Both conventional and cryptographic hash functions are deterministic. Being deterministic means that as long as the input doesn’t change, the hashing algorithm will always produce the same output (also known as digest or hash).
Typically, the hashing algorithms of cryptocurrencies are designed as one-way functions, meaning they cannot be easily reverted without large amounts of computing time and resources. In other words, it is quite easy to create the output from the input, but relatively difficult to go in the opposite direction (to generate the input from the output alone). Generally speaking, the more difficult it is to find the input, the more secure the hashing algorithm is considered to be.
How does a hash function work?
Different hash functions will produce outputs of differing sizes, but the possible output sizes for each hashing algorithm is always constant. For instance, the SHA-256 algorithm can only produce outputs of 256 bits, while the SHA-1 will always generate a 160-bits digest.
To illustrate, let’s run the words “Binance” and “binance” through the SHA-256 hashing algorithm (the one used in Bitcoin).
Output (256 bits)
Note that a minor change (the casing of the first letter) resulted in a totally different hash value. But since we are using SHA-256, the outputs will always have a fixed size of 256-bits (or 64 characters) - regardless of the input size. Also, it doesn’t matter how many times we run the two words through the algorithm, the two outputs will remain constant.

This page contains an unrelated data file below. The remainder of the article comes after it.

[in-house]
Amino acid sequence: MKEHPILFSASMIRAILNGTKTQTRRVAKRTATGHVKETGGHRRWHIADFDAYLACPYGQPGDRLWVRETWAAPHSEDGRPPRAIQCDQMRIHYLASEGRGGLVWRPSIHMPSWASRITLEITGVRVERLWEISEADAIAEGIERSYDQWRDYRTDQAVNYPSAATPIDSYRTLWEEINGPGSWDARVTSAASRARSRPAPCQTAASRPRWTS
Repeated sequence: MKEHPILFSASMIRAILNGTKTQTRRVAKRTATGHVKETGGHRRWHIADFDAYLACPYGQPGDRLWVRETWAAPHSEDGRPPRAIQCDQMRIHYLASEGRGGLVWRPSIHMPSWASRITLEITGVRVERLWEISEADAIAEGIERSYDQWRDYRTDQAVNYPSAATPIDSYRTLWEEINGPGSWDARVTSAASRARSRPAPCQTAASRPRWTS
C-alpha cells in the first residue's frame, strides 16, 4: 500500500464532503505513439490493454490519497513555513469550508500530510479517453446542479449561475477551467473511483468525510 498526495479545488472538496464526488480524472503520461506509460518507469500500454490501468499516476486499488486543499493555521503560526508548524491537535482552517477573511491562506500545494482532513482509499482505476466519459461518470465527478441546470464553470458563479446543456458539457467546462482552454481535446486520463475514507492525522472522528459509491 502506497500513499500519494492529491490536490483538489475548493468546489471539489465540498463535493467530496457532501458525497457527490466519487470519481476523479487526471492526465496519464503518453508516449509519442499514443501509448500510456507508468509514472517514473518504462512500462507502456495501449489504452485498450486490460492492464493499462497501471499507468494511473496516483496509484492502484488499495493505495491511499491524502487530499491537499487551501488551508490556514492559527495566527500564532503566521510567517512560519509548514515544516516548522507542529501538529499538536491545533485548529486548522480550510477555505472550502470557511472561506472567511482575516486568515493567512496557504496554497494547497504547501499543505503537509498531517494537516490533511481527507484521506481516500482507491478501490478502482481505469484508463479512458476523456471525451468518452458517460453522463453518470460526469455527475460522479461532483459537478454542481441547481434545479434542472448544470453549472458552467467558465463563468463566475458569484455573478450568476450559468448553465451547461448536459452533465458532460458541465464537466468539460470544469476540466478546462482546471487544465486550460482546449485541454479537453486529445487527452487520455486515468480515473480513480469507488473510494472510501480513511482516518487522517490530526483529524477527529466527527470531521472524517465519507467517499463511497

Conversely, if we run the same inputs through the SHA-1 hashing algorithm, we would have the following results:
Output (160 bits)
Notably, the acronym SHA stands for Secure Hash Algorithms. It refers to a set of cryptographic hash functions that include the SHA-0 and SHA-1 algorithms along with the SHA-2 and SHA-3 groups. The SHA-256 is part of the SHA-2 group, along with SHA-512 and other variants. Currently, only the SHA-2 and SHA-3 groups are considered secure.